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Hugh Rennie QC: Adventures in business journalism

The high-flying barrister is writing a book about his part in founding the NBR 50 years ago.

Dita De Boni Wed, 26 Aug 2020

Hugh Rennie QC, one of the original founders of the NBR, which first published 50 years ago today, always thought his legal training would come in handy if some of the targets of the paper’s investigations took the pip at the coverage and decided to sue.

In fact, the paper was served with millions in defamation writs over the 18 years Rennie was involved with it, from 1970 until 1988, even though it only paid out less than $10,000 as a result of his vigorous legal safeguarding.

But the first defamation suit did not come as a result of an irked company executive, shady loan shark, or misbehaving millionaire. The first defamation suit taken against the NBR was from a woman whose photo had inadvertently graced a feature on how the fairer sex were becoming easier to seduce in the booming nightlife scene in Auckland in the early 1970s.

It was 1971, less than a year into publication, and the paper had expanded into book reviews, wine, art, and cultural reporting as a result of an idea from new features editor and marketing expert Ian Grant. He declared the readers – mainly men at that stage – “had a life after 5pm”.

The ‘After 5’ section was a hit with readers, but ran into the aforementioned trouble with its feature on ‘the new lifestyle’ in Auckland. After getting the woman’s permission to take her photograph, it was duly whacked into a story suggesting it had become possible to go out to bars and pick up women.

“She was doubly angry, not only because she never would have agreed had she known [the thrust of the article] but secondly, if you looked closely at the photo you could see her partner’s drink next to hers – he just happened to be out of shot,” Rennie remembers.

“So we had to work our way out of that one and that was highly embarrassing. And we learned a good lesson.”

Cable car lane

Needless to say, defaming random women was not a focus of the newly minted NBR of the early 1970s. Instead, a group of young Wellingtonians fresh out of university sought to upend the staid business and political establishment of the time – by doing away with glowing chief executive profiles and advertorial, and putting hard-hitting business journalism in its place.

In his recollection, Rennie says NBR was shaking up the “old boys” who had dominated the establishment scene for too long. “We weren’t old boys, we were wrong-side-of-the-tracks young troublemakers.”

The QC is writing a personal memoir, called A Business Revolution – the first 21 years of National Business Review (Fraser Books Publishing) – about those tumultuous early years, covering the period from establishment in 1970 until 1991, when Barry Colman of Liberty Press acquired 100% ownership.

Unbelievably, Rennie, who held down not just a demanding day job as a commercial and public law barrister but was also favoured by successive governments to head up a host of bodies and boards, including as chair of the Broadcasting Corporation of NZ (BCNZ) between 1984-88, only relinquished his role as chair of NBR in 1987, and as copy checker of the paper in 1991.

The legal wrangling over the paper’s ownership that characterised his final year as chair finally did it for him, after huge amounts of toil to keep the, sometimes frankly financial unviable, publication going.

But he’s proud of its legacy, and of his part in contributing to the establishment of proper business journalism in New Zealand. Of the practice, he says: “Once it was a desert. Now it has some trees.”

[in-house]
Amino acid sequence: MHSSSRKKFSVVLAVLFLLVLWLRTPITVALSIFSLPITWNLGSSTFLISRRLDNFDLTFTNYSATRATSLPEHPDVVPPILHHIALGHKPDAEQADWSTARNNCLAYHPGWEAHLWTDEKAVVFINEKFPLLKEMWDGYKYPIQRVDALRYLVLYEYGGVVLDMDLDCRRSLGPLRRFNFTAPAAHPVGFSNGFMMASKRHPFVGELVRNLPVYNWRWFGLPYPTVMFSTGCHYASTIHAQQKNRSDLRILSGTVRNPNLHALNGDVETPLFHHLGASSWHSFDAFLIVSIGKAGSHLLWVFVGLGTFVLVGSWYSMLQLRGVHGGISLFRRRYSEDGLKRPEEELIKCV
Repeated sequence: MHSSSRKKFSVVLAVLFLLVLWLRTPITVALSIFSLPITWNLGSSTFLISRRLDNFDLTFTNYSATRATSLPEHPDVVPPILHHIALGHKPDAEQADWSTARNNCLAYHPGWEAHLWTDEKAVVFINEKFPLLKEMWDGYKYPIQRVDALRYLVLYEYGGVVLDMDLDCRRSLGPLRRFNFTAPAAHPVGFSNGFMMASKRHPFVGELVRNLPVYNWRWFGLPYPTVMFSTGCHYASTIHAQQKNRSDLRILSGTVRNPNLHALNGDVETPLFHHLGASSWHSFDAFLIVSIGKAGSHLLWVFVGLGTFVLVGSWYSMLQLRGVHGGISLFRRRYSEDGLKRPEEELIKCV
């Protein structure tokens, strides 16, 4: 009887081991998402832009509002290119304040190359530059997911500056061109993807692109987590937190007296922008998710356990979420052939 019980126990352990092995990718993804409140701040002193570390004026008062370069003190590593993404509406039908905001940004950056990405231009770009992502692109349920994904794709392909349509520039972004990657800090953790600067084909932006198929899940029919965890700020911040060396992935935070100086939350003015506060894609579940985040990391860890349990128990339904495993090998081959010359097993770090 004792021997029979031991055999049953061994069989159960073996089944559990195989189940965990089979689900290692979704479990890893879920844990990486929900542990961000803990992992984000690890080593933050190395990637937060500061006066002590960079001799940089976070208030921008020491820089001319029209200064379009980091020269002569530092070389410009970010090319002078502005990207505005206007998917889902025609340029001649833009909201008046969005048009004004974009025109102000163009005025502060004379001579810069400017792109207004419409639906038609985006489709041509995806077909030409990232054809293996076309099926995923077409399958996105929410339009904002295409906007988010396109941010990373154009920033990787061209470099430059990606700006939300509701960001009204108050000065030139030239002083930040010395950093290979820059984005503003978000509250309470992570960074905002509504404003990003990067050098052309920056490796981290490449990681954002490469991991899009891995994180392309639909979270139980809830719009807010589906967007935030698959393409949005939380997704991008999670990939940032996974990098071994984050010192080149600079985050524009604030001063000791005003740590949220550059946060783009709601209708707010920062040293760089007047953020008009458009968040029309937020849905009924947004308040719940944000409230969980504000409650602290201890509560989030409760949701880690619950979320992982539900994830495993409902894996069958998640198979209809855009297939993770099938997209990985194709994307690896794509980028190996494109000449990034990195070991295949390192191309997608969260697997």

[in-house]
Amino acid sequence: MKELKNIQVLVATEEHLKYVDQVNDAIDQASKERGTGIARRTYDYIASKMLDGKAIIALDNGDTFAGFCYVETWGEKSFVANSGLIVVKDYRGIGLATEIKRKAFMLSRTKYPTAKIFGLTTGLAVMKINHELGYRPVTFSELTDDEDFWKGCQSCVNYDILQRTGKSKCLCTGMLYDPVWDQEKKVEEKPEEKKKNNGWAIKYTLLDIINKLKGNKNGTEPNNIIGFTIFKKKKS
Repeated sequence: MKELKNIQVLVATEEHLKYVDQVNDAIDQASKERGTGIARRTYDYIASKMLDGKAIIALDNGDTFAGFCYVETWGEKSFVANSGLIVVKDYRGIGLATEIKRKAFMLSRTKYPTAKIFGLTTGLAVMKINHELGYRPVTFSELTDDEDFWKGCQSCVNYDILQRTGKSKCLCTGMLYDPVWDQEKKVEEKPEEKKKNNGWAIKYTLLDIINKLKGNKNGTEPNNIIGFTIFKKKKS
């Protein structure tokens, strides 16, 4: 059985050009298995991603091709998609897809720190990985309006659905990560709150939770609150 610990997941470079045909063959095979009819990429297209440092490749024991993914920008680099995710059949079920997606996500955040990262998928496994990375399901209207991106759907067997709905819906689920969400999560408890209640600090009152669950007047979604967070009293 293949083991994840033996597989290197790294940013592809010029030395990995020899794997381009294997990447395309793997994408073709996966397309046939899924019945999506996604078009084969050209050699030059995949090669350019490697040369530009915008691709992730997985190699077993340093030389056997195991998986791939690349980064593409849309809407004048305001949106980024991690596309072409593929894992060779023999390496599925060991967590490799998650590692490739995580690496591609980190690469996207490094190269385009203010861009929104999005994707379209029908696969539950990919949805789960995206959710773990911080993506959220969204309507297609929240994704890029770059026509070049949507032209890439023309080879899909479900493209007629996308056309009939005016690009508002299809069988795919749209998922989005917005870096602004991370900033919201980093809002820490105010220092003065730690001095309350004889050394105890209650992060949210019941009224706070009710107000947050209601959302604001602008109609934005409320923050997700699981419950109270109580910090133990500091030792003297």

At uni in the 1960s, Rennie had run the student mag Salient for a year before graduating and, while he trained in law, he held an abiding interest in journalism – “I actually had two job offers in journalism and none in law on leaving university,” he notes.

In 1970, he was contacted by a chap who had worked with him on Salient, then 23-year-old fellow-Whanganui native Henry Newrick, who had gone into advertising sales and publishing. Newrick said he was about to start a business newspaper that Rennie could edit in his spare time.

Rennie was dubious the commitment would be a small one, but agreed, bringing in Barrie Saunders, a former co-editor of Salient, and now well-known historian Spiro Zavos. The three of them quickly realised at least Saunders would have to ditch his work at Radio NZ for the thing to get off the ground.

The plan was to publish a fortnightly paper, but the model of business news being proposed was entirely different to what had come before, Rennie says.


“It is almost impossible to exaggerate the extent to which there wasn’t any real business journalism at the time,” he says.

“The nearest thing to it was there were a couple of monthly magazines, one that one way or another covered the economy, and the other the sharemarket, and two or three, shall we say, ‘publications’ where, if you bought an advertisement, you could get an article inserted about what a great company you were.”

Daily papers weren’t interested and didn’t understand business news. But Newrick had had success in doing specialist newsletters in property and mining and realised there was an opportunity and an appetite.

Rennie says Newrick was the most outstanding advertising manager he’s every worked with – both confident of getting advertising, and happy to turn the model of the time on its head.

“He had a complete separation in his mind between editorial independence and advertising content,” says Rennie.

“And, in fact, advertisements came in, in the first few months from advertisers used to the idea that you sent an ad along with a feature article about the wonderful chairman your company had and expected it to be published.”

They were gobsmacked to get their contributions sent back: “They could not believe there was a business publication where the advertisements were sold on the basis of the merit of the audience and they couldn’t control what the content was.”

Newrick's pioneering method was in evidence when the paper wrote a story that offended NZ Forest Products, a client of Ilott Adverting. The NBR founder was summoned to a meeting with Harold Austad, Chairman of Ilotts and at that time probably the most powerful man in advertising, and ‘instructed’ to place a retraction and apology in NBR and that failing to do so would result in NZ Forest Products cancelling its ads - and no more advertising from Ilott Advertising.

Newrick says he explained times had moved on; that the NBR would not be bullied, further adding that if this happened the paper would contact all of Ilott’s clients saying that we no longer recognised the agency, would not pay the traditional 15% commission and would only accept business direct from clients.